With Seglem's set still ringing in my ears, it was back to the main theater for the most conventionally jazz-centric show of the festival thus far. Still, when Bill Bruford and Michiel Borstlap get together to playa few times a year, as Bruford described, likening it to dinner with a friend, but not too often, because that friend can be a challengethe results are anything but predictable.
It was clear from the start that Bruford and Borstlap were having as much fun playing as the audience was listeningperhaps more. Given that their sets are wholly improvised, the chemistry between them was remarkable. While there were moments where it appeared that one was definitely playing with the other, neither managed to be fooled for very long. Able to literally stop on a dime and pick back up with complete synchronicity, Bruford and Borstlap's playing ranged from dark and abstract to more groove-laden.
Bruford's path has moved increasingly towards this kind of improvisation. While his Earthworks band revolves around a greater sense of structure, Bruford's own playing, perhaps as muscular as its ever been, has also become much more relaxed. It's loose in a way that earlier work, even with semi-improvisationally based art rock bands like King Crimson, simply could not support. But Bruford has always been a jazzer at heartit's just taken him thirty years to get back to it. And while he could be powerful and athletic in performance, he could also be subtle and textural, using a number of different sticks for different effects on his unique, symmetrically configured drum kit.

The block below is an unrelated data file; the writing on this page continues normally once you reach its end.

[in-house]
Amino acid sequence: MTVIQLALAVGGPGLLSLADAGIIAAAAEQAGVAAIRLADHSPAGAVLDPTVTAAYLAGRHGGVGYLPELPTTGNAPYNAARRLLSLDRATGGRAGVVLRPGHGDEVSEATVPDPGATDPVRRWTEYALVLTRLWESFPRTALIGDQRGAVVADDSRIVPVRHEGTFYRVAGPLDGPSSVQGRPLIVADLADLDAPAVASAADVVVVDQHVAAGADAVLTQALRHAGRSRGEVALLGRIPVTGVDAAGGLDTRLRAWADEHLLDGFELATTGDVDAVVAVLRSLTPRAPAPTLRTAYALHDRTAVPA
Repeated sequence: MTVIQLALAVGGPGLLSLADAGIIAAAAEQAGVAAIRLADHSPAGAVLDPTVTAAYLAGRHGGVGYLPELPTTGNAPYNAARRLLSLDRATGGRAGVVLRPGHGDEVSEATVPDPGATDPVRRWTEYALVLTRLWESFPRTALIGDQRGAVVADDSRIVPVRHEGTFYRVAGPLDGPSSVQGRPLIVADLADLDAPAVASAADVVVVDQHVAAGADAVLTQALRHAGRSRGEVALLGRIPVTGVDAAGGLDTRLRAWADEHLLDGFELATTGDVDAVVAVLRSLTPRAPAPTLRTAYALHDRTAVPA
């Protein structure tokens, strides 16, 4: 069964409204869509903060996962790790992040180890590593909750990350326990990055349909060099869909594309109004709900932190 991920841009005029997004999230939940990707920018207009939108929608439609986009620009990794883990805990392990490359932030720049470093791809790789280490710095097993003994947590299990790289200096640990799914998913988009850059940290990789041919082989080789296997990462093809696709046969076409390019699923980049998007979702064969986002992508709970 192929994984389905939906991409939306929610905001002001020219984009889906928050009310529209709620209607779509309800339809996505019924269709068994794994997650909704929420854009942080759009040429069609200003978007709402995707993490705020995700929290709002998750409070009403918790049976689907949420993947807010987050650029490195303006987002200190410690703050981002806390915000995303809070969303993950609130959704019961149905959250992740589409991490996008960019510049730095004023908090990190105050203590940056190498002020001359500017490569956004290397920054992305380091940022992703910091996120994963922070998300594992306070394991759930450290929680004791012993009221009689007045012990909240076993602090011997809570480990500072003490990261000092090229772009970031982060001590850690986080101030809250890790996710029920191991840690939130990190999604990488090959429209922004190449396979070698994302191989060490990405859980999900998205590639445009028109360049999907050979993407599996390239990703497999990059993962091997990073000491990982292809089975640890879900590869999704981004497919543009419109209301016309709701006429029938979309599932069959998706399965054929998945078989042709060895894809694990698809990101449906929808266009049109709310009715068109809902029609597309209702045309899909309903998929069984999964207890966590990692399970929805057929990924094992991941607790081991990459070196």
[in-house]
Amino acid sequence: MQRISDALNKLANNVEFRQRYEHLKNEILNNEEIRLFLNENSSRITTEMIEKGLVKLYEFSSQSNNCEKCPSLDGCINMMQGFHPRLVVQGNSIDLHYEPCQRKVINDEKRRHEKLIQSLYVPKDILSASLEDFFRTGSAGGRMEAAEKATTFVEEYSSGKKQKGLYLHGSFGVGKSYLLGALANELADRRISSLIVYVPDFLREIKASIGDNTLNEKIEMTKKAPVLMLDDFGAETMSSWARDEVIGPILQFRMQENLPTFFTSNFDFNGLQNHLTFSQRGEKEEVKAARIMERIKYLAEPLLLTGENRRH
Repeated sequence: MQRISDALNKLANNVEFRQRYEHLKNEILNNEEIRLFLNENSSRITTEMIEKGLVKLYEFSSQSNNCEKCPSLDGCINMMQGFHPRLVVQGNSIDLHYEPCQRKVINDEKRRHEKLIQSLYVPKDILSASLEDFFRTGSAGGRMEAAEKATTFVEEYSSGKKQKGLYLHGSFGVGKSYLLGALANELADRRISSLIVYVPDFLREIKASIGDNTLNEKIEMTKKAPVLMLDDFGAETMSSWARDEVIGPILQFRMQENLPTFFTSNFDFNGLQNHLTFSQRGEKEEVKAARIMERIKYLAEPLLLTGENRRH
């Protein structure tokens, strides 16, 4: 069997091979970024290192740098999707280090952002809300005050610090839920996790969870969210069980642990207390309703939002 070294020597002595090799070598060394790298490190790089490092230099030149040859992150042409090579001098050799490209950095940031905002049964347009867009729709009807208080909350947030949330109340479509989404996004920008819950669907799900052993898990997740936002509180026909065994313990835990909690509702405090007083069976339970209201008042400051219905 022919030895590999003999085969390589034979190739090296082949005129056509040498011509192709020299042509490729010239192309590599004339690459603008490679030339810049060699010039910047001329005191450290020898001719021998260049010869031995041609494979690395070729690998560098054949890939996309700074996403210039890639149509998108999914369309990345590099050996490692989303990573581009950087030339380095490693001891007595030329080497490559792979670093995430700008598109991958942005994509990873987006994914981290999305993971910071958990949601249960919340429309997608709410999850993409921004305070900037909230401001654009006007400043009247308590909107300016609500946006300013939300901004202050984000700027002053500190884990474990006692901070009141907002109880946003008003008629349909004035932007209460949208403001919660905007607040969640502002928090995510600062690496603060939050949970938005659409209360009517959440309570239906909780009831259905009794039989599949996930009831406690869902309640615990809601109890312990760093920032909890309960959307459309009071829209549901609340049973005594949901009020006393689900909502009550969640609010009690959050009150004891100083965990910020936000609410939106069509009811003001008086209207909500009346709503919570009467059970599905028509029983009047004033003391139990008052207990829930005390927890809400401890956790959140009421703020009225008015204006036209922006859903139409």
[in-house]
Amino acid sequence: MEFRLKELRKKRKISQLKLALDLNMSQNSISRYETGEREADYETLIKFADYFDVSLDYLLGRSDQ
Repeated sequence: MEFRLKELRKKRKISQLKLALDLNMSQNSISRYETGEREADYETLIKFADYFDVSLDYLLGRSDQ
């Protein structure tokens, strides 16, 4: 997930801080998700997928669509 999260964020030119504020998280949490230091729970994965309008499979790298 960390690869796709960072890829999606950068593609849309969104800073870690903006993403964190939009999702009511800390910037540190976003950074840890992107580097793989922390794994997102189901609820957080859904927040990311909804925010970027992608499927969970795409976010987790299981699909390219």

Borstlap is a perfect foil for Bruford. Versed enough in the jazz tradition to be able to go there if he wants, he's also broadly familiar with other stylesso the duo might lean towards a bluesy feel that almost swung, but then it might switch almost telepathically to something more abstract, and then back again. Bruford's eyes were almost constantly on Borstlap, who split his time between grand piano and Fender Rhodes. There was the distinct feeling that either one could take the music anywhere, and that they were just as surprised as the audience at the sudden turns it sometimes took. It's also entertaining to watch them toss back and forth who should actually start the next improv, and equally interesting to see just how they decide that it's time to stop.
The set covered a lot of ground. But given that both players have a predilection for structure, it's no surprise that their free improvisations sounded more like intentional compositions. Borstlap might find his way to a specific motif that would suggest a rhythmic approach from Bruford. He was also just as likely to deviate from that motif, sometimes subtly other times more dramatically. But the most remarkable thing about the way these players function was how they would find their way back together with no apparent cue. Playing this kind of music requires the confidence to know that a suggested direction will be followed, and that following a suggested direction will never get one into inextricable trouble. Or, perhaps, even if it does, there's always a way out to be found, if one only looks hard enough.
During Bruford's relaxed banter with the audience, he explained how he often thinks up titles to songs that have never been played, in order to give Borstlap a conceptual starting point. In his typically dry manner, he decided to inform Borstlap that the last tune of the set would be called "One Last Chance to Get It Right." A perfect title to end a set where, far more often than not, Bruford and Borstlap both got it right.